NEW YORK (Reuters) - Puerto Rico’s federally-appointed oversight board on Wednesday granted a two-week extension for the bankrupt island’s government to deliver a revised blueprint for its fiscal turnaround.
The board said in a statement that the turnaround plan, initially due on Wednesday, will now be due on Jan. 24. Fiscal plans for Puerto Rico’s debt-laden power utility, PREPA, and sewer authority, PRASA, were extended to the same date.
Puerto Rico, burdened by $120 billion in combined bond and pension debt, filed the largest U.S. municipal bankruptcy in history last May. Its finances are under the management of a seven-member board appointed by federal lawmakers.
The fiscal plan, which requires approval by the board, is meant to forecast Puerto Rico’s financial standing over several years, and serve as the basis for debt restructuring talks with creditors. Puerto Rico delivered such a plan last year, but the board called for revisions after Hurricane Maria battered the island in September, killing dozens and decimating local infrastructure.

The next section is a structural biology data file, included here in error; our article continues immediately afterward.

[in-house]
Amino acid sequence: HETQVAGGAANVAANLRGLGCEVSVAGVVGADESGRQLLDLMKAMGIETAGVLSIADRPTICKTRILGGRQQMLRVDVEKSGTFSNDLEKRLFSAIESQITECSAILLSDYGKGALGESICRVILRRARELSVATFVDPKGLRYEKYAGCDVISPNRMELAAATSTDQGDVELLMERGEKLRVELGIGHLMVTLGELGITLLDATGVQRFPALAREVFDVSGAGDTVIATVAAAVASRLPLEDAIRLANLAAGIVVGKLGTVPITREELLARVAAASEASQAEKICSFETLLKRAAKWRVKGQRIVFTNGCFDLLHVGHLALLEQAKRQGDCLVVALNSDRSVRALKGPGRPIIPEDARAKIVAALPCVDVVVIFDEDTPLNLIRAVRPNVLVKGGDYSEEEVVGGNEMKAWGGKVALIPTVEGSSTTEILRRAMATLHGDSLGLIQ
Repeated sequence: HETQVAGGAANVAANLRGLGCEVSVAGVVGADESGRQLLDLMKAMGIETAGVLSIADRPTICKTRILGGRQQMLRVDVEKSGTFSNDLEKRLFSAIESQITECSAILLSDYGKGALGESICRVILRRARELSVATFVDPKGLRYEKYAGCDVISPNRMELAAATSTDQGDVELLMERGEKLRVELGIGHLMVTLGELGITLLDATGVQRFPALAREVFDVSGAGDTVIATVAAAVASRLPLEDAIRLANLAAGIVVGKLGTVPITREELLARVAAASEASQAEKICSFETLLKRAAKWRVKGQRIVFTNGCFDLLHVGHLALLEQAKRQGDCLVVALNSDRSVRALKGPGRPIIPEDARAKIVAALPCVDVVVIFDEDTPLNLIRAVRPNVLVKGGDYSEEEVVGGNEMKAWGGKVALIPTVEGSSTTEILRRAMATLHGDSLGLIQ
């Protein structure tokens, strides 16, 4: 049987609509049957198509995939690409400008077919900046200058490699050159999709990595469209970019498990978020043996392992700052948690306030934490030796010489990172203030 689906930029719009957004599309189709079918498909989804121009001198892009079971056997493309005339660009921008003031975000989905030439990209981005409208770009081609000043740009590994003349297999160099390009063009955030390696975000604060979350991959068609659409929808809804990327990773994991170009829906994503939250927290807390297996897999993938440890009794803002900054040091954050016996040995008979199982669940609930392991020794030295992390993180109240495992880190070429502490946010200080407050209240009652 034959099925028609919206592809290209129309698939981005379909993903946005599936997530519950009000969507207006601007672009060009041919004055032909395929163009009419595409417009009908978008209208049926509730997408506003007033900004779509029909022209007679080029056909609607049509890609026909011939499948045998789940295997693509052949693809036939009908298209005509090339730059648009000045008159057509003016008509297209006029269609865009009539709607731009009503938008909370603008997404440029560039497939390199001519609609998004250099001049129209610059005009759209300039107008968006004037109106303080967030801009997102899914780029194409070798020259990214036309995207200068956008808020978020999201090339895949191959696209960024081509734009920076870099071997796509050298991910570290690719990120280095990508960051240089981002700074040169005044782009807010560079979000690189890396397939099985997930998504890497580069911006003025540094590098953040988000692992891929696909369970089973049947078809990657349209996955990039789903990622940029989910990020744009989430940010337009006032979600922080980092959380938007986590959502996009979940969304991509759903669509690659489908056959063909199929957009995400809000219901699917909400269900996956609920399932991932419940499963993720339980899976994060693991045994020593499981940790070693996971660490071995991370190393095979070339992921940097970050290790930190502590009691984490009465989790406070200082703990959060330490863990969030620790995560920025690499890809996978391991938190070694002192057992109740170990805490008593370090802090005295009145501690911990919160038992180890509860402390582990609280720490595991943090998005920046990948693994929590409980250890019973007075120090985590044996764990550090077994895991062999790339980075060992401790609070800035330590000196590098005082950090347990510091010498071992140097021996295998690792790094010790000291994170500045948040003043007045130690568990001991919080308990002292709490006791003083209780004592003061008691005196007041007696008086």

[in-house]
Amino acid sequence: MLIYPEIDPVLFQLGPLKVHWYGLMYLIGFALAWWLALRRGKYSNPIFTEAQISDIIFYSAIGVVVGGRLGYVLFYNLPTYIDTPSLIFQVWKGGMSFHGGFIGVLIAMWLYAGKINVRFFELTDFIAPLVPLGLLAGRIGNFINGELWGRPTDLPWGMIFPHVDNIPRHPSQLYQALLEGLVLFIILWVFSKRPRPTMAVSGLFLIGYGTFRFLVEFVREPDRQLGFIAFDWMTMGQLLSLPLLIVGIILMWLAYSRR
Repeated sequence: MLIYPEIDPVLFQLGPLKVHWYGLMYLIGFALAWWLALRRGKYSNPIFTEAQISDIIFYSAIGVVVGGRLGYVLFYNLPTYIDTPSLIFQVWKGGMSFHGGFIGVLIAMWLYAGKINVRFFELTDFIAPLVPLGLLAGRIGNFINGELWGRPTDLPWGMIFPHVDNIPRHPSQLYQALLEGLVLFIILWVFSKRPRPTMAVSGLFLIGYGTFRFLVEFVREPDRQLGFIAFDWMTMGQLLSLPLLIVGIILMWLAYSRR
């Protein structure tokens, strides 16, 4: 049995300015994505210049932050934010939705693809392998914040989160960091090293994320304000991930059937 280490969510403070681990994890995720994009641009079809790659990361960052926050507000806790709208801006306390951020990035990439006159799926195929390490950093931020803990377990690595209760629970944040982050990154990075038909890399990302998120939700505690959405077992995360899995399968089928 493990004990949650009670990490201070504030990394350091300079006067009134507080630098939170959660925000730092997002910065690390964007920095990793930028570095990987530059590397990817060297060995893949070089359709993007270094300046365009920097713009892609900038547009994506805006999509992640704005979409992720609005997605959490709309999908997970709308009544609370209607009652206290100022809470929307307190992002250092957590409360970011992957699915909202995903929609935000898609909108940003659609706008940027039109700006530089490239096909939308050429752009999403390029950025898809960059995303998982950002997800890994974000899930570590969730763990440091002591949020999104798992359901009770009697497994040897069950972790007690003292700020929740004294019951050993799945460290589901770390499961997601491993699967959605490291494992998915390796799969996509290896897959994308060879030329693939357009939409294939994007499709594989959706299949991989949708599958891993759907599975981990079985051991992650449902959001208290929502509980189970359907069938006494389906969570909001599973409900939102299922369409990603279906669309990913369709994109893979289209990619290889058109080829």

The new plan is to account for economic losses from Maria, with bondholders bracing for increases to projected repayment cuts. Even before the storm, the fiscal plan did not bode well for bondholders, forecasting just $800 million a year available to service debt - around a quarter of what Puerto Rico owed.
According to the board’s statement on Wednesday, Governor Ricardo Rosselló initially sought an extension only for the PREPA turnaround plan. But the board extended all three “to ensure alignment of the assumptions and plans,” the board said in a letter to Rosselló, published along with its statement.
Reporting by Nick Brown; editing by Diane Craft